Buoyed by a grand Las Vegas-style entrance at his party’s national convention, Donald Trump hopes to bolster Republican Party unity when congressional leaders take the stage on a day focused on the US economy.
Trump, whose name is to be formally offered for the Republican presidential nomination on Tuesday, saw the opening day of his convention on Monday turn from the raucous to the sublime.
Trump backers faced down a revolt from Republican delegates opposed to him, and in the end Trump’s wife Melania offered a powerful testimonial to her husband, her voice flavored with the accent of her native Slovenia.
“Let’s all come together in a national campaign like no other,” she said to cheers after her husband stepped on stage to introduce her, his image silhouetted against a misty white backdrop.
Tuesday’s theme is “Make America Work Again.”
Trump and his presidential ambitions are to receive the blessing of House of Representatives Speaker Paul Ryan and Senate Majority Leader Mitch McConnell on Tuesday, who are to speak along with Trump’s son, Donald Trump Jr., daughter Tiffany and two former rivals who support him, New Jersey Governor Chris Christie and retired neurosurgeon Ben Carson.
It will be Christie’s first major public appearance since Trump chose Indiana Governor Mike Pence as his vice presidential running mate, instead of Christie, leaving Christie deeply disappointed.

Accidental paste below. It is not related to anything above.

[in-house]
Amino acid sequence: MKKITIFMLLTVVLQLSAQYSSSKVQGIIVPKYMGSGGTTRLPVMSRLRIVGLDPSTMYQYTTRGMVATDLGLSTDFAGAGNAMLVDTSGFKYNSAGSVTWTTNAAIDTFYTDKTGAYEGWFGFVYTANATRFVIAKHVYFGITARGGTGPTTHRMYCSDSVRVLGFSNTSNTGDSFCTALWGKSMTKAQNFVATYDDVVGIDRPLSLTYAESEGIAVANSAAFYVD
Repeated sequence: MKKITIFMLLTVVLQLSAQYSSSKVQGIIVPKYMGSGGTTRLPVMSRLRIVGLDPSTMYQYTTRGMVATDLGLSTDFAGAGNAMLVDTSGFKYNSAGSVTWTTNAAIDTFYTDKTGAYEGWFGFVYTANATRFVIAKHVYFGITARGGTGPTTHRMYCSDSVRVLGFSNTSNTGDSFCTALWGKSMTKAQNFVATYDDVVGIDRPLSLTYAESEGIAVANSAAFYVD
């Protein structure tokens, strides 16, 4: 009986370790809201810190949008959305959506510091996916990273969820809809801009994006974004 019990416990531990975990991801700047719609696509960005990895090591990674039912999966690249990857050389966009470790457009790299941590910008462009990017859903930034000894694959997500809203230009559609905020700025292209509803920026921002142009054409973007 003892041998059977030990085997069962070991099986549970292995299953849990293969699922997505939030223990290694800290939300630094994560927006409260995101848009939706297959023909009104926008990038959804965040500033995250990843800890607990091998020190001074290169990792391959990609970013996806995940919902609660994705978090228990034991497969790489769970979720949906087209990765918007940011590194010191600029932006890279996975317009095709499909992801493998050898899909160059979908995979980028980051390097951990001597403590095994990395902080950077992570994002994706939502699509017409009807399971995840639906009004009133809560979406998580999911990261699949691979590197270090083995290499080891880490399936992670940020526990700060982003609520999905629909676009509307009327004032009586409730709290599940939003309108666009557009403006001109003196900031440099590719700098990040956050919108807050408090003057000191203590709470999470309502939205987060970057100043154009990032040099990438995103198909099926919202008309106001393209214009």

Both Ryan and McConnell need Trump to do well in the Nov. 8 election in order to preserve Republican majorities in Congress. They also want to ensure the defeat of Democrat Hillary Clinton, who leads most opinion polls as Americans consider a matchup between two candidates largely seen in an unfavorable light.
The convention delegates gathered in this city on Lake Erie are also to hear speakers talk up how Trump wants to trigger more economic growth. The New York businessman touts his business record as a real estate developer and has proposed some protectionist trade policies aimed at preventing job outsourcing.
Part of the goal of the convention is to portray Trump in the most favorable light possible, softening the image of a candidate whose anti-immigrant rhetoric has factored heavily in Americans’ views of him.
Former New York Mayor Rudy Giuliani, in a fiery speech on Monday night, said Trump is not being treated fairly by the news media.
“You deserve to know this about your next president. He’s been a great father, father-in-law, grandfather and friend to me, my wife Judith and my family for almost 30 years. I know him personally, and this is a very good and decent man, and he will be a great president,” Giuliani said.
It was up to retired Lieutenant General Michael Flynn to take the fight to Clinton, leading the crowd in chants of “lock her up” in prison for her record as President Barack Obama’s secretary of state.
More dueling rallies and marches were expected for Tuesday, but after a first day of peaceful demonstrations by small, orderly crowds, Cleveland organizers had cause to hope that fears of violent, disruptive protests might have been overblown.
Cleveland Police Chief Calvin Williams described the few occasions where police on bicycles needed to disrupt protesters on Monday as “nothing that out of hand.”